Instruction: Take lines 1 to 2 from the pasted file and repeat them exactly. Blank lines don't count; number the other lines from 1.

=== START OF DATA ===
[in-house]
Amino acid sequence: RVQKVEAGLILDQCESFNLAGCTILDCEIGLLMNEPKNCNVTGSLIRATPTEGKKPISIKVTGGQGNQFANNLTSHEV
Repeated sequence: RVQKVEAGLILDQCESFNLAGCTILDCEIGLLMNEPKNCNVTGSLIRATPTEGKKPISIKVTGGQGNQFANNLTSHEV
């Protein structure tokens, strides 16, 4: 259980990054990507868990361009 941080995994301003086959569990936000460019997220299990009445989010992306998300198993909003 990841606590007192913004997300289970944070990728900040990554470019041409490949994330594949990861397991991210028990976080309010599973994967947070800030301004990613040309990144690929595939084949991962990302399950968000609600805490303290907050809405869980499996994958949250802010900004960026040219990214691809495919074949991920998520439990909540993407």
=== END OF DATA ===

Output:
[in-house]
Amino acid sequence: RVQKVEAGLILDQCESFNLAGCTILDCEIGLLMNEPKNCNVTGSLIRATPTEGKKPISIKVTGGQGNQFANNLTSHEV